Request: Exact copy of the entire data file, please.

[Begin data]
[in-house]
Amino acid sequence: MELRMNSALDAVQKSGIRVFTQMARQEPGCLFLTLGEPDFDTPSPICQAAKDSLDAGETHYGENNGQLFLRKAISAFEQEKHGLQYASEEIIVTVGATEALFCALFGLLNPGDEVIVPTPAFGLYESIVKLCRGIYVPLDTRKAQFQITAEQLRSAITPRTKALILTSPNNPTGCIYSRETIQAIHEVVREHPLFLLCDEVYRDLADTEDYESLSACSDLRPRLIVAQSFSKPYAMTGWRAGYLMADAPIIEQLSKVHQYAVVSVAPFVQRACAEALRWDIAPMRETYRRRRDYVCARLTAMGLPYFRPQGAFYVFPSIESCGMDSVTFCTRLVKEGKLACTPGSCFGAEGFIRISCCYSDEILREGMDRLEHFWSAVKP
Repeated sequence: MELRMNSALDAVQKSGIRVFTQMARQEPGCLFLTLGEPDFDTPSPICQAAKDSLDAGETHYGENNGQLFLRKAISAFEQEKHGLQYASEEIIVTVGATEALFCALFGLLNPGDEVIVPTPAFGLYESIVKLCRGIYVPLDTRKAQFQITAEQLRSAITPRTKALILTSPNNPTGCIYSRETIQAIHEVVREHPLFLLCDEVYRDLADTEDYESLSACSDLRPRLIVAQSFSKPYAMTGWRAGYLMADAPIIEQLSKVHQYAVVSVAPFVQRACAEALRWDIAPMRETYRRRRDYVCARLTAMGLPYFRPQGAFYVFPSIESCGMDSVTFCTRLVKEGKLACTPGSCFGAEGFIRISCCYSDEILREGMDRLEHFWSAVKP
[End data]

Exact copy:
[in-house]
Amino acid sequence: MELRMNSALDAVQKSGIRVFTQMARQEPGCLFLTLGEPDFDTPSPICQAAKDSLDAGETHYGENNGQLFLRKAISAFEQEKHGLQYASEEIIVTVGATEALFCALFGLLNPGDEVIVPTPAFGLYESIVKLCRGIYVPLDTRKAQFQITAEQLRSAITPRTKALILTSPNNPTGCIYSRETIQAIHEVVREHPLFLLCDEVYRDLADTEDYESLSACSDLRPRLIVAQSFSKPYAMTGWRAGYLMADAPIIEQLSKVHQYAVVSVAPFVQRACAEALRWDIAPMRETYRRRRDYVCARLTAMGLPYFRPQGAFYVFPSIESCGMDSVTFCTRLVKEGKLACTPGSCFGAEGFIRISCCYSDEILREGMDRLEHFWSAVKP
Repeated sequence: MELRMNSALDAVQKSGIRVFTQMARQEPGCLFLTLGEPDFDTPSPICQAAKDSLDAGETHYGENNGQLFLRKAISAFEQEKHGLQYASEEIIVTVGATEALFCALFGLLNPGDEVIVPTPAFGLYESIVKLCRGIYVPLDTRKAQFQITAEQLRSAITPRTKALILTSPNNPTGCIYSRETIQAIHEVVREHPLFLLCDEVYRDLADTEDYESLSACSDLRPRLIVAQSFSKPYAMTGWRAGYLMADAPIIEQLSKVHQYAVVSVAPFVQRACAEALRWDIAPMRETYRRRRDYVCARLTAMGLPYFRPQGAFYVFPSIESCGMDSVTFCTRLVKEGKLACTPGSCFGAEGFIRISCCYSDEILREGMDRLEHFWSAVKP